Ongoing Research Initiatives

With your support, The Academy on Architecture for Health Foundation funded three research grants for the current research cycle. These studies will provide useful and pragmatic information related to ambulatory care work environments, to the integrated project delivery process, as well as international healthcare. We continue to look for opportunities to partner and fund research that will contribute to the healthcare design practice.

Research funded in 2017

  • VISUAL ENGAGEMENT WITH NATURE AND SPATIAL COGNITION: A STUDY OF HOSPITAL CIRCULATION SPACES THROUGH IMMERSIVE VIRTUAL ENVIRONMENT TECHNOLOGY
  • AuthorsPrinciple Investigator:
    Shan Jiang, Ph.D. (West Virginia University)
    Consultants:
    Davis Allison, FAIA, FACHA, Professor and Director (Clemson University
    Andrew Duchowski, Ph.D., Professor (Clemson University)
  • OverviewLarge hospitals are often complex and highly sophisticated environments due to their functional complexity and the way in which they evolve and grow over time. As a result, they typically present excessively institutional environments that can have negative effects on hospital occupants, such as wayfinding difficulties and spatial disorientation. As a core component of any healthcare facility, hospital circulation spaces remain neglected compared to the healthcare design and research in other domains conducted and reported to date. Visual engagement with nature, which has been proven therapeutic, has been hypothesized as playing the roles of wayfinding cues and facilitating spatial cognition in healthcare complexes. However, there is a paucity of empirical studies conducted on this topic, which has resulted in a significant knowledge gap.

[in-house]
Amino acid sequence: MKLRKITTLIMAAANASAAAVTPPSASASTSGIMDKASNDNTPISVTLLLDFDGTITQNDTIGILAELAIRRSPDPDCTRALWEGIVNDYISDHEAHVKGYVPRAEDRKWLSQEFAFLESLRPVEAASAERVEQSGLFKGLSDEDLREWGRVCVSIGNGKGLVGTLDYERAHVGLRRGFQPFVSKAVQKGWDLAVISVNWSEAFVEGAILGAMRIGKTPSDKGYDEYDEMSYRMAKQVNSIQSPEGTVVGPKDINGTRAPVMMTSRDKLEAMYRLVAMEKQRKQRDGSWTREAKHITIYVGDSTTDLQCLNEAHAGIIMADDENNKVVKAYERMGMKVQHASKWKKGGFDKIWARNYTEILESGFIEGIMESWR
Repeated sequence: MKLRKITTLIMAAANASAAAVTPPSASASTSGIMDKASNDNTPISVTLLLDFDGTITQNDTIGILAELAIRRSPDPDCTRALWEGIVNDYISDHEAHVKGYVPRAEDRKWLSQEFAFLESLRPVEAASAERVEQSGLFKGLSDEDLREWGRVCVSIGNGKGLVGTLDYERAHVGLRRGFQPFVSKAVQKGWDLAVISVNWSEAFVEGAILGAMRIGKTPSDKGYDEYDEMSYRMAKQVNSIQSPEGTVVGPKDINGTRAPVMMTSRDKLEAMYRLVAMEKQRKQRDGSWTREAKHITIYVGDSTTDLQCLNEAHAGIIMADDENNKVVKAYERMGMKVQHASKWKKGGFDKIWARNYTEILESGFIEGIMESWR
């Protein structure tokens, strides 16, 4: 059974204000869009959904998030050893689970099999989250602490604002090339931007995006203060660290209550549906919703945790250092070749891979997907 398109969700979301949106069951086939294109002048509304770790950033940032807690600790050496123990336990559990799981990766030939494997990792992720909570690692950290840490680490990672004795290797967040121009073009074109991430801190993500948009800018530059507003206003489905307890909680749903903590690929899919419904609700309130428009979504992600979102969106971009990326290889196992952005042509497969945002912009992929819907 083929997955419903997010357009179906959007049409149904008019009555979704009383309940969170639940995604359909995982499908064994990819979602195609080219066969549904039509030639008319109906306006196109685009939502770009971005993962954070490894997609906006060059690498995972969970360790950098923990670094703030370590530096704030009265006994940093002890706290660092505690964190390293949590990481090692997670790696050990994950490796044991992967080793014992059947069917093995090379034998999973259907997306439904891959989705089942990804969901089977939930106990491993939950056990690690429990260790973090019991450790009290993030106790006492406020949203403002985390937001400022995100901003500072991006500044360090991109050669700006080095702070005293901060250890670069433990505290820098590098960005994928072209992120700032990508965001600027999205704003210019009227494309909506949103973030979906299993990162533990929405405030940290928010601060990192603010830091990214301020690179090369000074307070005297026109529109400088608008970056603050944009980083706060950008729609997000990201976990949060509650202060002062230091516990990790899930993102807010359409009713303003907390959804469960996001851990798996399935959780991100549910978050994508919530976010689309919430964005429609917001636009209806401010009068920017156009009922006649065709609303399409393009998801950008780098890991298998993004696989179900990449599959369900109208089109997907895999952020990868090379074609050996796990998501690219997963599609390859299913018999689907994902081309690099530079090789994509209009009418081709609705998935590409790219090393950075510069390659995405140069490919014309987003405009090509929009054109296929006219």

Hypothesis: Having visual access to nature from within hospital circulation spaces serve as identifiable and memorable landmarks and facilitate people’s spatial cognition and wayfinding performances in a diagnostic and treatment health care environment. The design of hospital circulation spaces with transparent connections and views to nature will be examined in relation to people’s spatial orientation and wayfinding performances compared to hospital corridors with no window views. People’s environmental experience of visual engagement with nature and the distribution of visual attention in hospital circulation spaces will be explored. This study will also examine Immersive Virtual Environment (IVE) technologies as complementary methods and tools in healthcare design research.
     
    In this exploratory, survey-embedded experimental study, 90 volunteers will complete various wayfinding tasks in fully immersive virtual hospital environments. Participants’ eye movements will be tracked and analyzed, and a series of variables will be measured to compare the time consumed to complete the tasks and the route selection. Participants’ navigation strategies will be interviewed through cognitive mapping. Participants will also take surveys to report their sense of direction.